The biggest rule of interface design is : the user don't care about manual.
That's the user's problem. If the user can't be bothered to read the manual or tutorials to learn how to use a program, I can't really see how that particular user would do better using any other software, in the long run. And especially with 3D software, that is true.
Sure, there are lots of things that could be improved - nothing is perfect -, but if you aren't willing to read a manual to one of the most complex software types out there, well, good luck doing anything nicer than a box in it...
To extend my point of view, I unfortunately feel that 95% of open-source free softwares have the worst interfaces ever, the less intuitive ones. Probably because people developing such softwares are into the open-source ideology, running Linux or other free OS. People who know how read a manual. People who even know how to use a console and more than that, who know how to code ! That's great, but a such community forget one important thing : the "I don't want to waste one week on learning how to extrude along a path" users. (Of course I didn't take one week to do that, just one hour after searching on google). With XSI, without reading any manual, without knowing a fucking thing about this software, you extrude a beautiful shape along a path in 2 minutes. One more minute is enough to make branches to the new-made mesh with other curves etc.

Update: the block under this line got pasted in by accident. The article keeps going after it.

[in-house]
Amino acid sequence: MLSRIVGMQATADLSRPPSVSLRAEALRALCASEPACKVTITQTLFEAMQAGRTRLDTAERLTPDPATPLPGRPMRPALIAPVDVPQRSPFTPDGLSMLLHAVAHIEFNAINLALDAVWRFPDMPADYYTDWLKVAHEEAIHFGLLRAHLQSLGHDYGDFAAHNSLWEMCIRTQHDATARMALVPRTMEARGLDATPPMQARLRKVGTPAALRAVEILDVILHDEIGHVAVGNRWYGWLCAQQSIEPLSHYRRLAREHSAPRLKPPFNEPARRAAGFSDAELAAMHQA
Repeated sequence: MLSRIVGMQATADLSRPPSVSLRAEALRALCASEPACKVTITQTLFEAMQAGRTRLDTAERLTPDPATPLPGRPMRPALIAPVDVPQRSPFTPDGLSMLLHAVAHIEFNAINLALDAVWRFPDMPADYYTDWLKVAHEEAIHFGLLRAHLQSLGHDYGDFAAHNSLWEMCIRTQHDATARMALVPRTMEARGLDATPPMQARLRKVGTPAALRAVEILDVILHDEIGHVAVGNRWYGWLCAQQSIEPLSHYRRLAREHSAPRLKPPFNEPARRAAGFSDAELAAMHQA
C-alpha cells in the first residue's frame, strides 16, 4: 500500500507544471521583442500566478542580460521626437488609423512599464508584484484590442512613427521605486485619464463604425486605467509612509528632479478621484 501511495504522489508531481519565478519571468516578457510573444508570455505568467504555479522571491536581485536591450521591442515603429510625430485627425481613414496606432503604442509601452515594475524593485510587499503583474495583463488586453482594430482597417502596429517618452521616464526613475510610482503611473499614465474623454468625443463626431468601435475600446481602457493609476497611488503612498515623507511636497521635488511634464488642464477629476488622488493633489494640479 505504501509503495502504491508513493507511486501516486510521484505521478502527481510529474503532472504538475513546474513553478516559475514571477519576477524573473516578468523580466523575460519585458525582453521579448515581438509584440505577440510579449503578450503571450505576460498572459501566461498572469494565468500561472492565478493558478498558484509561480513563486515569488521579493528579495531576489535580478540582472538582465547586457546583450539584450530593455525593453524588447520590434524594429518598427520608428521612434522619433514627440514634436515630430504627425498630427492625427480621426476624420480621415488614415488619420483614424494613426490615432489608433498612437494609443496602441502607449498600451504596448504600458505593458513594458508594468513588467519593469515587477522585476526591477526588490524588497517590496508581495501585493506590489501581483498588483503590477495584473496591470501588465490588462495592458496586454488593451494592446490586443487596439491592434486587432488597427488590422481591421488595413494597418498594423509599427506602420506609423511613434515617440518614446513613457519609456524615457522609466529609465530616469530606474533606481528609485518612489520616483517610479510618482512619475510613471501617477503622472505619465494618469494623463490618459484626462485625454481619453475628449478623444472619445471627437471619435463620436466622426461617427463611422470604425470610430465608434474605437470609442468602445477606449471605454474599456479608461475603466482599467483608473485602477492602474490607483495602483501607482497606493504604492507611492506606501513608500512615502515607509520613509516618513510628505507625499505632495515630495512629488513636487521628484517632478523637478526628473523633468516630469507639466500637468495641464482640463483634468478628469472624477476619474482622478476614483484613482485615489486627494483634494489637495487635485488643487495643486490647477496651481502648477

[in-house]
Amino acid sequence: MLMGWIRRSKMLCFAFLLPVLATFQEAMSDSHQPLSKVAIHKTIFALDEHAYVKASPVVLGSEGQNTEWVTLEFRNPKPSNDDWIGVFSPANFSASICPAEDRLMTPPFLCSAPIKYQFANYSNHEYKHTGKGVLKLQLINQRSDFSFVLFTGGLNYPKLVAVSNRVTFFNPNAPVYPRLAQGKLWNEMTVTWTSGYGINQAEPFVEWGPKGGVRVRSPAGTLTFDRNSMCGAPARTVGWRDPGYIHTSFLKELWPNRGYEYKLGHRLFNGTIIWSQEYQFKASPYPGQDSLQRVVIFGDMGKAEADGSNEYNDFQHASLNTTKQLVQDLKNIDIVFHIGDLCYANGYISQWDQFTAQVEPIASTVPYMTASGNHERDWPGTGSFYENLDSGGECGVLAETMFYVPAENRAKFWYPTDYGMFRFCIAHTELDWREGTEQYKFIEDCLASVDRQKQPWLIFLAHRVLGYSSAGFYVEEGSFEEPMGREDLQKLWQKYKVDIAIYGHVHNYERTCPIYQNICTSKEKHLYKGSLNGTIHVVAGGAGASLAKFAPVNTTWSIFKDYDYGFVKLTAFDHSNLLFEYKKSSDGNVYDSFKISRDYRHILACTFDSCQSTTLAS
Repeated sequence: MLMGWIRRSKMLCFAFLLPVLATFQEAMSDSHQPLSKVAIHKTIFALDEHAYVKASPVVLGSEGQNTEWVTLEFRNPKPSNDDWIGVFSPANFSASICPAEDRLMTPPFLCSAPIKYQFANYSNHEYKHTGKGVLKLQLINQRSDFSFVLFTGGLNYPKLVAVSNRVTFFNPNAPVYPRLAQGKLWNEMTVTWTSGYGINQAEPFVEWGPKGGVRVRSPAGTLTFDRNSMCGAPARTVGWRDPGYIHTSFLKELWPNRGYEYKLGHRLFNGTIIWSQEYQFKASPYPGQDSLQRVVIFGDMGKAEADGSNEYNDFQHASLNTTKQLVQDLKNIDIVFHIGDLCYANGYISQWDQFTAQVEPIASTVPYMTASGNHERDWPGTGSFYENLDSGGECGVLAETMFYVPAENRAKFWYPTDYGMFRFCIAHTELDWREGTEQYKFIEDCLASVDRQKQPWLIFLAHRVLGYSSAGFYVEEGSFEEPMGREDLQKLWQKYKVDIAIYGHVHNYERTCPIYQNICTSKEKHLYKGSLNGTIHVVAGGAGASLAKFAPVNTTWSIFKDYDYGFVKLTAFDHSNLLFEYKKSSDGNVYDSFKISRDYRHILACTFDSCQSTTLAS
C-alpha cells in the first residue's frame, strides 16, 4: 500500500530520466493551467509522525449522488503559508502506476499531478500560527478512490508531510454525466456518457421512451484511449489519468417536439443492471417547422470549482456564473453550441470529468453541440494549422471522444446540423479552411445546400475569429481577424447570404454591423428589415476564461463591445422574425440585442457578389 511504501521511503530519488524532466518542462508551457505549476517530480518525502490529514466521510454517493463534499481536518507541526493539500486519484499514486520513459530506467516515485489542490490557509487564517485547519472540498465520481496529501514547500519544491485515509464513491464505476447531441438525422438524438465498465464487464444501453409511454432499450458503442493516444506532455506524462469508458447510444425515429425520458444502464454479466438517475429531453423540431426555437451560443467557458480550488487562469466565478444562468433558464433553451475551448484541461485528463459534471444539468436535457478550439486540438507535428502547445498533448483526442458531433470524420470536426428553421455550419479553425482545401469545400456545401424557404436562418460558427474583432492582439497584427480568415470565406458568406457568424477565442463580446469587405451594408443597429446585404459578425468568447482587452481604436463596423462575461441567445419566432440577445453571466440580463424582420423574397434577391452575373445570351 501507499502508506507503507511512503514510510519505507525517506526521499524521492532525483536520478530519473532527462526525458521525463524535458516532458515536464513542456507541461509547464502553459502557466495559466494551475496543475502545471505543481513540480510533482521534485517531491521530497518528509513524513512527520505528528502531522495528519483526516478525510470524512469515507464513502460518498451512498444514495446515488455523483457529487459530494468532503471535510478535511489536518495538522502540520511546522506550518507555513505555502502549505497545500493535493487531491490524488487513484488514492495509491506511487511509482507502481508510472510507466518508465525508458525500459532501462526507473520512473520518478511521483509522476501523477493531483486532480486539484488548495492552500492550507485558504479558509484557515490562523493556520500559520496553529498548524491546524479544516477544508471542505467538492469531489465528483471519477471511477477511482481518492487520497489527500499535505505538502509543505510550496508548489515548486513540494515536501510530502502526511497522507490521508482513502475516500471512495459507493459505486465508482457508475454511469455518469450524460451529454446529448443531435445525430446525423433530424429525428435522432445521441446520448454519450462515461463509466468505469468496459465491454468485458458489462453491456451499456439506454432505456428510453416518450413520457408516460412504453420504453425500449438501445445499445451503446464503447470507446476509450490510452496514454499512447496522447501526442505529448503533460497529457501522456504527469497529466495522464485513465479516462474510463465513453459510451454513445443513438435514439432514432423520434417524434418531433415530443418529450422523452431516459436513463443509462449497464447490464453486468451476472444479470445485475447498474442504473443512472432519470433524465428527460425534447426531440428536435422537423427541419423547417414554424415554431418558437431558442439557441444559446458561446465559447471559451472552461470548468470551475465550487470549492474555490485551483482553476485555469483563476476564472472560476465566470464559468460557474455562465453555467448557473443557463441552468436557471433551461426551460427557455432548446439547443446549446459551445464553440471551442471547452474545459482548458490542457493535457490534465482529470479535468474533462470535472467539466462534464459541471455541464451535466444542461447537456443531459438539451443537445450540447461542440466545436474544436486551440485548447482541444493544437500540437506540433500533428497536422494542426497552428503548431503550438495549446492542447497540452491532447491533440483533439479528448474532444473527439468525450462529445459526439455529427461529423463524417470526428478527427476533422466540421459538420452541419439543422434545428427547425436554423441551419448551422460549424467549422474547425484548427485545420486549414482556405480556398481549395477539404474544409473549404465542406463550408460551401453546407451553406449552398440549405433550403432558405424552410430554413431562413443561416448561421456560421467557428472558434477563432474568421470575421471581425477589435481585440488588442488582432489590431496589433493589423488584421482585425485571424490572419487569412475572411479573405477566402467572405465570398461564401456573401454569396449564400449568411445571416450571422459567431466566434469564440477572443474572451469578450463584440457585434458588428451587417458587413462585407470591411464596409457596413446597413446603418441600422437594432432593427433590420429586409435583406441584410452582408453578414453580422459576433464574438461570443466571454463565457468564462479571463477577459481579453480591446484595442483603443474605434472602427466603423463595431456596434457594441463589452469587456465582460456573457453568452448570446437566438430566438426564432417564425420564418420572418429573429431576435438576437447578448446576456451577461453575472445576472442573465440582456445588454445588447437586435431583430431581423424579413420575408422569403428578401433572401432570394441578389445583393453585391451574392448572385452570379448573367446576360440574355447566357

Oh come on. That's incredibly naive. The fact that something is free makes it bad? That, my friend, are the words of an ignorant fool. Not that you are one though, because you prefer non-free software, right?
Or, maybe I got you wrong here. Maybe, what you're saying is that blender should be for dumb people? I honestly don't see what else you would mean with your statement.
What I want to say is I'm sure Blender can do what the other can do. But you lose 95% of your potential users only because Blender interface is... well I'm sorry to say that... Blender interface is shit.
Blender's interface is hard to learn, yes. Once you've grasped the idea and learned the necessary hotkeys, you will use it easily - and fast! 3D Studio Max's interface is easy to learn, that's true. But the speed at which you do things almost decrease by time in it. It's as unefficient as a program can be. Shortcuts ARE faster, and if you're willing to learn them (which you will if you are doing anything remotely serious), you won't have a problem with it. At least not for me, or anyone I've introduced Blender to...
There are, however, lots of things to improve - as I said.